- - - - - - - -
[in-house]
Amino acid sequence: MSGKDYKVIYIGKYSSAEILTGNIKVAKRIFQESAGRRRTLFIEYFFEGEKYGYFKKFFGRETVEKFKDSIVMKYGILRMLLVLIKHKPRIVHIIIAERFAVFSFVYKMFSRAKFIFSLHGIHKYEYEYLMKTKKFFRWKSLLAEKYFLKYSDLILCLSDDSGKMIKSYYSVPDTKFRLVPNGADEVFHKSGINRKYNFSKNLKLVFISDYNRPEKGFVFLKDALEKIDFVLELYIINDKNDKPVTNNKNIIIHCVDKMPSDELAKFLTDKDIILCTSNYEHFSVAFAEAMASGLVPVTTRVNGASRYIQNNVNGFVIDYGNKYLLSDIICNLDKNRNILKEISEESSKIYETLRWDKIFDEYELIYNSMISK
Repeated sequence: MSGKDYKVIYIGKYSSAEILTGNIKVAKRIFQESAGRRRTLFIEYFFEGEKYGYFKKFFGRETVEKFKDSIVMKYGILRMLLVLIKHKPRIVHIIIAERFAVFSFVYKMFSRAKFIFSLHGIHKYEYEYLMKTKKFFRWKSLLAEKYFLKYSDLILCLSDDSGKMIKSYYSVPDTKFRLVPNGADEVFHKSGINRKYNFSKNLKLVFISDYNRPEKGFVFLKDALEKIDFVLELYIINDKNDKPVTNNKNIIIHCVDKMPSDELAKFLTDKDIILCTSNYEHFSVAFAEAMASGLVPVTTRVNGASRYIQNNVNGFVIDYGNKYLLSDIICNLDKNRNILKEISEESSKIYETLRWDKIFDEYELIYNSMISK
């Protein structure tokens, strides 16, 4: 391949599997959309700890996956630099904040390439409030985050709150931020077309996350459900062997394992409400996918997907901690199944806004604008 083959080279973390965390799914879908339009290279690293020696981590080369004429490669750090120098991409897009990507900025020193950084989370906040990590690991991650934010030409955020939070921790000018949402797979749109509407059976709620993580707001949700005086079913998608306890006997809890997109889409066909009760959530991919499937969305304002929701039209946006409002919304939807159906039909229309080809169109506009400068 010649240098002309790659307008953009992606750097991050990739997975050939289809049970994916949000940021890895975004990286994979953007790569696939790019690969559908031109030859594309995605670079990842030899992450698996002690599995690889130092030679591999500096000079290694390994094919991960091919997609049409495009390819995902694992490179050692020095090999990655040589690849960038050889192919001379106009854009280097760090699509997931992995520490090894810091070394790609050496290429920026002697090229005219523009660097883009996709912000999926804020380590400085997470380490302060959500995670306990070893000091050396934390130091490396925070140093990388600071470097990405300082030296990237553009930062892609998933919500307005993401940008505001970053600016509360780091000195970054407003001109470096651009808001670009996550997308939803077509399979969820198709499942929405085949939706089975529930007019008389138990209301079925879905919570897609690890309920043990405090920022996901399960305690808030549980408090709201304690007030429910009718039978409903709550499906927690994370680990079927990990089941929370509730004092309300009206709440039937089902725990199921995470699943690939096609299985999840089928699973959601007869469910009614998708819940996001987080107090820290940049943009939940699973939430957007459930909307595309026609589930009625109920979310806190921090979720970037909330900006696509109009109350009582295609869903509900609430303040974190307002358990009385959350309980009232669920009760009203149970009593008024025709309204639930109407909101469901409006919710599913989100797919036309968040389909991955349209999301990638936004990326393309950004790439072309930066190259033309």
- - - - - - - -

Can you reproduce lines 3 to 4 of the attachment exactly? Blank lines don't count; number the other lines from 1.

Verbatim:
Repeated sequence: MSGKDYKVIYIGKYSSAEILTGNIKVAKRIFQESAGRRRTLFIEYFFEGEKYGYFKKFFGRETVEKFKDSIVMKYGILRMLLVLIKHKPRIVHIIIAERFAVFSFVYKMFSRAKFIFSLHGIHKYEYEYLMKTKKFFRWKSLLAEKYFLKYSDLILCLSDDSGKMIKSYYSVPDTKFRLVPNGADEVFHKSGINRKYNFSKNLKLVFISDYNRPEKGFVFLKDALEKIDFVLELYIINDKNDKPVTNNKNIIIHCVDKMPSDELAKFLTDKDIILCTSNYEHFSVAFAEAMASGLVPVTTRVNGASRYIQNNVNGFVIDYGNKYLLSDIICNLDKNRNILKEISEESSKIYETLRWDKIFDEYELIYNSMISK
């Protein structure tokens, strides 16, 4: 391949599997959309700890996956630099904040390439409030985050709150931020077309996350459900062997394992409400996918997907901690199944806004604008 083959080279973390965390799914879908339009290279690293020696981590080369004429490669750090120098991409897009990507900025020193950084989370906040990590690991991650934010030409955020939070921790000018949402797979749109509407059976709620993580707001949700005086079913998608306890006997809890997109889409066909009760959530991919499937969305304002929701039209946006409002919304939807159906039909229309080809169109506009400068 010649240098002309790659307008953009992606750097991050990739997975050939289809049970994916949000940021890895975004990286994979953007790569696939790019690969559908031109030859594309995605670079990842030899992450698996002690599995690889130092030679591999500096000079290694390994094919991960091919997609049409495009390819995902694992490179050692020095090999990655040589690849960038050889192919001379106009854009280097760090699509997931992995520490090894810091070394790609050496290429920026002697090229005219523009660097883009996709912000999926804020380590400085997470380490302060959500995670306990070893000091050396934390130091490396925070140093990388600071470097990405300082030296990237553009930062892609998933919500307005993401940008505001970053600016509360780091000195970054407003001109470096651009808001670009996550997308939803077509399979969820198709499942929405085949939706089975529930007019008389138990209301079925879905919570897609690890309920043990405090920022996901399960305690808030549980408090709201304690007030429910009718039978409903709550499906927690994370680990079927990990089941929370509730004092309300009206709440039937089902725990199921995470699943690939096609299985999840089928699973959601007869469910009614998708819940996001987080107090820290940049943009939940699973939430957007459930909307595309026609589930009625109920979310806190921090979720970037909330900006696509109009109350009582295609869903509900609430303040974190307002358990009385959350309980009232669920009760009203149970009593008024025709309204639930109407909101469901409006919710599913989100797919036309968040389909991955349209999301990638936004990326393309950004790439072309930066190259033309």